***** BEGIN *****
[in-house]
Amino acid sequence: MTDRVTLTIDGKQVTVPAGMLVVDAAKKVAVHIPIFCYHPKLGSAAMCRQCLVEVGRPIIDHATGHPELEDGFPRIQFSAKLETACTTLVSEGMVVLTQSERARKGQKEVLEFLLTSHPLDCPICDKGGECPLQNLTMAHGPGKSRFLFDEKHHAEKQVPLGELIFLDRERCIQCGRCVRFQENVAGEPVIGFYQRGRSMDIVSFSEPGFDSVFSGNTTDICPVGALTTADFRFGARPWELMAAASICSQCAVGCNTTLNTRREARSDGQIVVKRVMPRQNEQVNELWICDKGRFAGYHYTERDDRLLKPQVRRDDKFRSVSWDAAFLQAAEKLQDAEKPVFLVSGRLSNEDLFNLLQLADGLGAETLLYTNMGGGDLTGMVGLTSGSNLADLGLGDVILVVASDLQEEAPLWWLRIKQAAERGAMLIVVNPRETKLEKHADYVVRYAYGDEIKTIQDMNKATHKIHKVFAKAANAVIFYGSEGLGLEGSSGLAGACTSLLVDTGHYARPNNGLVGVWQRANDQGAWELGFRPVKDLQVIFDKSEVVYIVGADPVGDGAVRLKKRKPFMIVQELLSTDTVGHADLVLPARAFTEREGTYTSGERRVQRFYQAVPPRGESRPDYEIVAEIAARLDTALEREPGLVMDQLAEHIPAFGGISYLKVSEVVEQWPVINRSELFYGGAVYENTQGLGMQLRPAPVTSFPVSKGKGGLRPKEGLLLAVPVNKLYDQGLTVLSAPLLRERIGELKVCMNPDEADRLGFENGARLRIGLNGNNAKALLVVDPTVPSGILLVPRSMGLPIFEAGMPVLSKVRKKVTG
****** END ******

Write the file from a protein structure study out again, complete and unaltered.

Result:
[in-house]
Amino acid sequence: MTDRVTLTIDGKQVTVPAGMLVVDAAKKVAVHIPIFCYHPKLGSAAMCRQCLVEVGRPIIDHATGHPELEDGFPRIQFSAKLETACTTLVSEGMVVLTQSERARKGQKEVLEFLLTSHPLDCPICDKGGECPLQNLTMAHGPGKSRFLFDEKHHAEKQVPLGELIFLDRERCIQCGRCVRFQENVAGEPVIGFYQRGRSMDIVSFSEPGFDSVFSGNTTDICPVGALTTADFRFGARPWELMAAASICSQCAVGCNTTLNTRREARSDGQIVVKRVMPRQNEQVNELWICDKGRFAGYHYTERDDRLLKPQVRRDDKFRSVSWDAAFLQAAEKLQDAEKPVFLVSGRLSNEDLFNLLQLADGLGAETLLYTNMGGGDLTGMVGLTSGSNLADLGLGDVILVVASDLQEEAPLWWLRIKQAAERGAMLIVVNPRETKLEKHADYVVRYAYGDEIKTIQDMNKATHKIHKVFAKAANAVIFYGSEGLGLEGSSGLAGACTSLLVDTGHYARPNNGLVGVWQRANDQGAWELGFRPVKDLQVIFDKSEVVYIVGADPVGDGAVRLKKRKPFMIVQELLSTDTVGHADLVLPARAFTEREGTYTSGERRVQRFYQAVPPRGESRPDYEIVAEIAARLDTALEREPGLVMDQLAEHIPAFGGISYLKVSEVVEQWPVINRSELFYGGAVYENTQGLGMQLRPAPVTSFPVSKGKGGLRPKEGLLLAVPVNKLYDQGLTVLSAPLLRERIGELKVCMNPDEADRLGFENGARLRIGLNGNNAKALLVVDPTVPSGILLVPRSMGLPIFEAGMPVLSKVRKKVTG